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17 content of plants and are an indicator of physiological damage from fire (Rogan & Yool 2001). White et al. (1996) determined Landsat band 7 to b e effective for delineating burn severity. Miller and Yool (2002) used a combination of Landsat bands 4 and 7 to measure severity with a high accuracy. van Wagtendonk (2004) used AVIRIS hyperspectral data to determine that the portions of light spectrum which Landsat bands 4 and 7 encompass experience the most dramatic changes due to fire occurrence. Key and Benson (1999) developed an index that has become the standard for enhancing burn scars to classify severity. This ratio is the normalized burn rat ion (NBR) and is calculated with Landsat bands as (4 7)/(4+7). NBR is increasingly correlated to field severity measurements when it is differenced between pre and post fire ima ges as differenced NBR (dNBR). An application of 13 remote sensing image enhan cements for severity classification purposes were evaluated against each other over four different Alaskan fire scars and NBR(dNBR) was determined to be the overall highest ranked (Epting 2005) A study in the southern Appalachians showed NBRs applicabili ty in the southeast (Wimberley & Reilly 2007). An ongoing study by Tall Timbers Research Station evaluated the 2007 Bugaboo Fire using the Composite Burn Index and determined NBR (dNBR) thresholds for severity within ONF (Picotte Personal communication ) The objectives of this work were to address the following questions. Did the severity of the 2004 fire reduce the severity of the 2007 fire? Is three years a fire return interval that will support the low severity ecosystem benefiting fire effects that are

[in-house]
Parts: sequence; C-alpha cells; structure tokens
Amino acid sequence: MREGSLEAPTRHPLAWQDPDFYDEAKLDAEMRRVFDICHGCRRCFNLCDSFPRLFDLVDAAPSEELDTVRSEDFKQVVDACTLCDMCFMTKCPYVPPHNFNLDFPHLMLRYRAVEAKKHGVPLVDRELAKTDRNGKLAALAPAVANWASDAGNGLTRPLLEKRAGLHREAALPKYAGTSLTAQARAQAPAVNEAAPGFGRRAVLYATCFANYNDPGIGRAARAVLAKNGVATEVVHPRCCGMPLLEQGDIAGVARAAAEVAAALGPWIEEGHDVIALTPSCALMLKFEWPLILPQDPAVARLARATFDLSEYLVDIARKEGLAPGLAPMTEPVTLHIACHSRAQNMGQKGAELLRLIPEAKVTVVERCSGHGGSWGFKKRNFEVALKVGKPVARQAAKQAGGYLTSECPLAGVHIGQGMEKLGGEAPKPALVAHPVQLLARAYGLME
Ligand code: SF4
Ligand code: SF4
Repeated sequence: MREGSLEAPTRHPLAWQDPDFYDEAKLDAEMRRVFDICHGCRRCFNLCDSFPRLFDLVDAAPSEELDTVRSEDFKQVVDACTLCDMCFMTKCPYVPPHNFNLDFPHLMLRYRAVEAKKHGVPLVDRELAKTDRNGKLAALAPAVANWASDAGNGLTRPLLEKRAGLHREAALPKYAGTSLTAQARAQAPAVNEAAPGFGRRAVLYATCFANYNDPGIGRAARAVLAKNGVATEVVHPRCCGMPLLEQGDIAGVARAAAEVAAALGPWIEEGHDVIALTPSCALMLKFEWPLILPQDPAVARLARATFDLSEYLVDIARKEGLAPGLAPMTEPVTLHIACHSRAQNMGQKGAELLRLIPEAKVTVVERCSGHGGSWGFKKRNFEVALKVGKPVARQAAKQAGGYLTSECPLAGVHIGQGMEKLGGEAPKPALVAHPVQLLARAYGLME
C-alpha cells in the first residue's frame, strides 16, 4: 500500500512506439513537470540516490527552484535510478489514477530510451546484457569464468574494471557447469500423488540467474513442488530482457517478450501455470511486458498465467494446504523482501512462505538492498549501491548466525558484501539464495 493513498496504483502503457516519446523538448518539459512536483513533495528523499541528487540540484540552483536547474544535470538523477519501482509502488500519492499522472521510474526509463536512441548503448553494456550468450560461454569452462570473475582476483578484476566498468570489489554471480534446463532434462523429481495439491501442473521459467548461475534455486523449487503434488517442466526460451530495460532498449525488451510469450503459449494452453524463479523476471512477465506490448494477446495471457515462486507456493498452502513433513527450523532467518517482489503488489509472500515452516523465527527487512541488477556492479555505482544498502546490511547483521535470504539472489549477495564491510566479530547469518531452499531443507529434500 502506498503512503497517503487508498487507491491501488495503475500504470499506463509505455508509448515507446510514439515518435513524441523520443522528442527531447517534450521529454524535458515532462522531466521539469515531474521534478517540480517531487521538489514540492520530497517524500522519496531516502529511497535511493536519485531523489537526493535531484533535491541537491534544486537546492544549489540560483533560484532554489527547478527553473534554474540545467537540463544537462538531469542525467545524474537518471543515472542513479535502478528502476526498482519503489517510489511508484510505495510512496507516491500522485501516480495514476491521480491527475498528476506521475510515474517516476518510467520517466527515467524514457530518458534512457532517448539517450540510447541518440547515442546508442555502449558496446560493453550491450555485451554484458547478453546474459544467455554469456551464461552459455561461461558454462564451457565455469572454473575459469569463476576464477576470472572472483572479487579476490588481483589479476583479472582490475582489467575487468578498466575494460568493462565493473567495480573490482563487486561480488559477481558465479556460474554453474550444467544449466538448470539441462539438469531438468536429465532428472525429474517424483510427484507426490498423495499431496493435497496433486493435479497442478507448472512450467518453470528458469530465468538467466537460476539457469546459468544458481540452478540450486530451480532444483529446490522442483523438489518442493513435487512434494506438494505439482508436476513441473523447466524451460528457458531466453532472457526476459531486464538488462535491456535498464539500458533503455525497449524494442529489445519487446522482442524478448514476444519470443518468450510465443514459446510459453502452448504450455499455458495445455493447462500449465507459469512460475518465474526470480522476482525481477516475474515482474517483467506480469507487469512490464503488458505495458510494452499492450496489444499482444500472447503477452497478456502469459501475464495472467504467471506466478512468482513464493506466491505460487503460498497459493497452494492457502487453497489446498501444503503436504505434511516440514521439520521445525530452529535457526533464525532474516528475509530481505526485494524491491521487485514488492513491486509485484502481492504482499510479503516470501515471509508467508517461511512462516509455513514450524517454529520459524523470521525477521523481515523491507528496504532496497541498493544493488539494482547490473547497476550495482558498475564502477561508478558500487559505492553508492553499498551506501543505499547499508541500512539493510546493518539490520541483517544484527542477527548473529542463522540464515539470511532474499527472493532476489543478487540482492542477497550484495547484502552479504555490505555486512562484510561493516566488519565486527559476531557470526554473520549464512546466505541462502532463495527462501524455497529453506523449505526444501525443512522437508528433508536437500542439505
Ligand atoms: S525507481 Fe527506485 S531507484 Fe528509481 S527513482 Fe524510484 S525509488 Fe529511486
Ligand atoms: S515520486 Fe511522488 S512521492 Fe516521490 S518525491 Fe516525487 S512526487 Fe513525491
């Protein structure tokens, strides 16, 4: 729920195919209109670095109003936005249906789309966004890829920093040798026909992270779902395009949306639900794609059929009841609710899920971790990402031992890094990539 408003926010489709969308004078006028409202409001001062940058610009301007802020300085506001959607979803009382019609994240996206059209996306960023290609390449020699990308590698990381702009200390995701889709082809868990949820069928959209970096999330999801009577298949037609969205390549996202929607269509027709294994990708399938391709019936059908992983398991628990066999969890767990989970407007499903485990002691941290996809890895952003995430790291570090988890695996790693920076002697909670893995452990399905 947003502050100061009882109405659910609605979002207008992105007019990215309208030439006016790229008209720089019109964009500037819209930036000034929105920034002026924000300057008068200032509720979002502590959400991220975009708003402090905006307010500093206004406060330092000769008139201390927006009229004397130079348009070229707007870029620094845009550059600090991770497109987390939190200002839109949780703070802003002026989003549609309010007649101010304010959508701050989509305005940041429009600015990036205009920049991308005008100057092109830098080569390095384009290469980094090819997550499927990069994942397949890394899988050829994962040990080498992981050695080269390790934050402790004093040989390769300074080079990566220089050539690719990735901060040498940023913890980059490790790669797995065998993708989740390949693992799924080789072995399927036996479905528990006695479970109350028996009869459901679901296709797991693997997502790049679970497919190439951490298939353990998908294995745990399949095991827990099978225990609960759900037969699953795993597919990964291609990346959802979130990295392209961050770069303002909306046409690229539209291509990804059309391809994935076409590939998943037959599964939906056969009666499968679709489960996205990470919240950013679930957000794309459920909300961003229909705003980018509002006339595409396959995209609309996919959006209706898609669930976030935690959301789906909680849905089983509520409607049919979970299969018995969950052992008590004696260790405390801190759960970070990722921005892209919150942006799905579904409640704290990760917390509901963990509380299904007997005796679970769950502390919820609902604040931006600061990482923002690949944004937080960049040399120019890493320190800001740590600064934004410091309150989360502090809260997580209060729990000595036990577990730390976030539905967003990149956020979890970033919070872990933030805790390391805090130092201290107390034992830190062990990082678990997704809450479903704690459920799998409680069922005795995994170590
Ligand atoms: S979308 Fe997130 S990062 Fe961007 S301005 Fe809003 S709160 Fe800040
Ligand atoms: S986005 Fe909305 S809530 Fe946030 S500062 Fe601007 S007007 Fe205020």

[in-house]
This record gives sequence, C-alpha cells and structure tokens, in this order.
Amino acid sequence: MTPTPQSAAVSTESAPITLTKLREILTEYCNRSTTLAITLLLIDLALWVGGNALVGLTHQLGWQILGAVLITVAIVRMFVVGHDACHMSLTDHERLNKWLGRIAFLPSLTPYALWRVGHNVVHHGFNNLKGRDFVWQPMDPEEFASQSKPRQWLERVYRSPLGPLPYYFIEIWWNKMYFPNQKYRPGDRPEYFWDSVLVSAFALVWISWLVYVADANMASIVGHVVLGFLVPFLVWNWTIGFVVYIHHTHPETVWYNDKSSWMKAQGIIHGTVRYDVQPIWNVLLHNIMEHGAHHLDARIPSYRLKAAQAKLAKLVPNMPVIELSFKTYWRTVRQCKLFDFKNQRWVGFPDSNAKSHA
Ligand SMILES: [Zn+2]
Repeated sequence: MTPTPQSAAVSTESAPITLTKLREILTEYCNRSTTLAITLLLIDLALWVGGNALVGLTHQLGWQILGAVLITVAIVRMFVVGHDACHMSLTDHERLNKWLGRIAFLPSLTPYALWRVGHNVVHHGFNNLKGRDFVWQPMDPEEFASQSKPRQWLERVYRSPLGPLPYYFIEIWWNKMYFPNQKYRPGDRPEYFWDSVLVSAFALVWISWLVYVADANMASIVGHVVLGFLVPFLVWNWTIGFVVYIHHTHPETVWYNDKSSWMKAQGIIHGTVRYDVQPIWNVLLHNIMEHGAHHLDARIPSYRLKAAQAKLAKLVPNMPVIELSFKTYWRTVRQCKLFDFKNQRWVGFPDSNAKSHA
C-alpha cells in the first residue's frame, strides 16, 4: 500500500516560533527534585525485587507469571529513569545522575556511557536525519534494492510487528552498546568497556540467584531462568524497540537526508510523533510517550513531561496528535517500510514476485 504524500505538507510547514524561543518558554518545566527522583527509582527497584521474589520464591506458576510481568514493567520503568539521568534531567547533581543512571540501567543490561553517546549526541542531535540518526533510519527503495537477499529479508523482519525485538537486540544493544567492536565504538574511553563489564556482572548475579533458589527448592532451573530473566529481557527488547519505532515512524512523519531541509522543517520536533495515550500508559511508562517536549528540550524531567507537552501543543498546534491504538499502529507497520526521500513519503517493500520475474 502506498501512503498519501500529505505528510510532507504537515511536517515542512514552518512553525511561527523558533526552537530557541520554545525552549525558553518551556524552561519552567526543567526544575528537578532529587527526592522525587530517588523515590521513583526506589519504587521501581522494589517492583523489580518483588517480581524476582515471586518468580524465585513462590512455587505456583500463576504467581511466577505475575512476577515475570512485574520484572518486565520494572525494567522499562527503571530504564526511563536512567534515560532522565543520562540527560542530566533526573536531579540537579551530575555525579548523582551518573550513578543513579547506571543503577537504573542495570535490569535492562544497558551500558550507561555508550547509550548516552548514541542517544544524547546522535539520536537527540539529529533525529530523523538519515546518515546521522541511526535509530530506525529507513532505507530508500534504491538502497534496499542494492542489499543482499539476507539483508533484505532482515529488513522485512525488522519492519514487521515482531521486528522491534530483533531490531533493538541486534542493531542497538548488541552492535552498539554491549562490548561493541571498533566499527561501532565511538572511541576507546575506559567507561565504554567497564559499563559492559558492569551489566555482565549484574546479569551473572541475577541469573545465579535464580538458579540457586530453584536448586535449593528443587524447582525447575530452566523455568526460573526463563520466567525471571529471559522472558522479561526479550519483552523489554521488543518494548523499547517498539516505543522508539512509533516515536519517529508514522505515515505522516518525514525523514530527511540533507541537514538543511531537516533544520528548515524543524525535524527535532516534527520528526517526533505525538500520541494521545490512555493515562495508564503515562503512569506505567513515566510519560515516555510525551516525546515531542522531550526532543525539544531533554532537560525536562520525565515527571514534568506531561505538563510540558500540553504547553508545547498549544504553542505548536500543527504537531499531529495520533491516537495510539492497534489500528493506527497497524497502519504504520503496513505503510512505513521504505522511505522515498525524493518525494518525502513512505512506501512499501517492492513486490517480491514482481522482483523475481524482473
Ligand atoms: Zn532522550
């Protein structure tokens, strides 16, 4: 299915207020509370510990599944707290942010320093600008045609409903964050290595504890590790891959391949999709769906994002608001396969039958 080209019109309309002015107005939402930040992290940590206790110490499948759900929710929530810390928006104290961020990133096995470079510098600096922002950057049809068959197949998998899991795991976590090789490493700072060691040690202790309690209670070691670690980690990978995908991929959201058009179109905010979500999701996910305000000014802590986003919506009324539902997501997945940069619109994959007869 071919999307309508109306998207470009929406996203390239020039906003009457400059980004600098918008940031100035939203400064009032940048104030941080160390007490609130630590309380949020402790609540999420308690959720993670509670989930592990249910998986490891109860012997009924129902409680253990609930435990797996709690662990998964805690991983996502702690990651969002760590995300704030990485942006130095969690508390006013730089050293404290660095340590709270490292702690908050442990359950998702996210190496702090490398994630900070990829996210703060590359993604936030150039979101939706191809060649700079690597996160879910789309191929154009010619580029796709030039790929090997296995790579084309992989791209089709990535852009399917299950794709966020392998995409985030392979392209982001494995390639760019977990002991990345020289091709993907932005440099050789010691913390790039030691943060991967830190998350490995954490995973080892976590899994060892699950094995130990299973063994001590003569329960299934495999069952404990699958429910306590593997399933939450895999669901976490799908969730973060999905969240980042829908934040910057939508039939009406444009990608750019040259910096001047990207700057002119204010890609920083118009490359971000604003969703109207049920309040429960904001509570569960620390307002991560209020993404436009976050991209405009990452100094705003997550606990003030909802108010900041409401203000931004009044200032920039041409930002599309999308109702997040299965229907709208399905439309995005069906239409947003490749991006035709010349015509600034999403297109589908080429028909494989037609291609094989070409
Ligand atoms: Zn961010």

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18 believed to have supported the pyrogenic nature of forests in this area of the Southeast? Are factors such as weather more important in determining severity than time since previous burning? Methods The Study Site Osceola National Forest lies in Bake r and Columbia counties in North Central Florida and is made up of pine flatwoods, dry prairies, swamps, and bays (Fig 1 1). Topography is fairly uniform with only slight elevation changes leading to shifts in hydrology and the establishment of vegetatio n. The overstory is predominantly composed of P inus palustris and P inus elliotii with understories of S erenoa serrulata I lex glabra L yonia lucida Myrica cerifera and Aristida beyrichiana among others. Quercus virginiana Quercus nigra Acer rubrum Fr axinus americana and Liquidambar styraciflua occur in isolated stands. Sandy soils are generally sandy, acidic and low in organic matter. They are characterized as imperfectly to poorly drained (Brown et. al. 1990). humid. Spring has extreme variability in temperatures ranging from 5C to 39C. Drought often occurs in spring and occasional frosts persist late into the season. Summer has a mean temperature of 33C with temperatures above 38C not uncommon. Autumn has maximum high temperatures of 30C during the day, but experiences cool to cold nights as temperatures may drop as low as 3F. Winter mean temperature is 19C, but in isolated days temperature may drop as low as 10C. Frequent thunderstorms during s ummer months are responsible for major rainfall and lightning activity. Frontal systems in winter often precede cold